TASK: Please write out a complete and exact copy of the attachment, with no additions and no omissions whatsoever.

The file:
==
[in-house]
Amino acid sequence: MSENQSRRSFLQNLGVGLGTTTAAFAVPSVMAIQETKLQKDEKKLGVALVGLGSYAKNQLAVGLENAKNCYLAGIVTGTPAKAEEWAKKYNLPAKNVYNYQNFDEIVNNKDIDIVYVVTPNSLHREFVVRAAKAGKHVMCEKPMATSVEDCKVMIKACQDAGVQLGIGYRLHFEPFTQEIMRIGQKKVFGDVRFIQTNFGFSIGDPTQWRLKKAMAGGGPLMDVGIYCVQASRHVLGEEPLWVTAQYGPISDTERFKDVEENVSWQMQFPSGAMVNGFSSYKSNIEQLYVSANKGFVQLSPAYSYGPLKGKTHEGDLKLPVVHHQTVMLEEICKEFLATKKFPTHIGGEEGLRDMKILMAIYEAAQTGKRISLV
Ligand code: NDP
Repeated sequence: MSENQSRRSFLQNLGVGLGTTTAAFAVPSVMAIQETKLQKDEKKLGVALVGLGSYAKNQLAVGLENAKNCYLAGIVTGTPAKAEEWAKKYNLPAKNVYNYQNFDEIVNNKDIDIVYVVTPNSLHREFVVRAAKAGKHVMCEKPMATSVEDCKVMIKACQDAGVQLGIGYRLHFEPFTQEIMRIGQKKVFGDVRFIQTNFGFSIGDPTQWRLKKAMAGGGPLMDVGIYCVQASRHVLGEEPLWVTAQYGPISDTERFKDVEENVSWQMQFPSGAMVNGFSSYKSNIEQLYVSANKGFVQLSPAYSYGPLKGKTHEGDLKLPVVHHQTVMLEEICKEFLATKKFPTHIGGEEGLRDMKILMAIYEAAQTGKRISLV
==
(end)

[in-house]
Amino acid sequence: MSENQSRRSFLQNLGVGLGTTTAAFAVPSVMAIQETKLQKDEKKLGVALVGLGSYAKNQLAVGLENAKNCYLAGIVTGTPAKAEEWAKKYNLPAKNVYNYQNFDEIVNNKDIDIVYVVTPNSLHREFVVRAAKAGKHVMCEKPMATSVEDCKVMIKACQDAGVQLGIGYRLHFEPFTQEIMRIGQKKVFGDVRFIQTNFGFSIGDPTQWRLKKAMAGGGPLMDVGIYCVQASRHVLGEEPLWVTAQYGPISDTERFKDVEENVSWQMQFPSGAMVNGFSSYKSNIEQLYVSANKGFVQLSPAYSYGPLKGKTHEGDLKLPVVHHQTVMLEEICKEFLATKKFPTHIGGEEGLRDMKILMAIYEAAQTGKRISLV
Ligand code: NDP
Repeated sequence: MSENQSRRSFLQNLGVGLGTTTAAFAVPSVMAIQETKLQKDEKKLGVALVGLGSYAKNQLAVGLENAKNCYLAGIVTGTPAKAEEWAKKYNLPAKNVYNYQNFDEIVNNKDIDIVYVVTPNSLHREFVVRAAKAGKHVMCEKPMATSVEDCKVMIKACQDAGVQLGIGYRLHFEPFTQEIMRIGQKKVFGDVRFIQTNFGFSIGDPTQWRLKKAMAGGGPLMDVGIYCVQASRHVLGEEPLWVTAQYGPISDTERFKDVEENVSWQMQFPSGAMVNGFSSYKSNIEQLYVSANKGFVQLSPAYSYGPLKGKTHEGDLKLPVVHHQTVMLEEICKEFLATKKFPTHIGGEEGLRDMKILMAIYEAAQTGKRISLV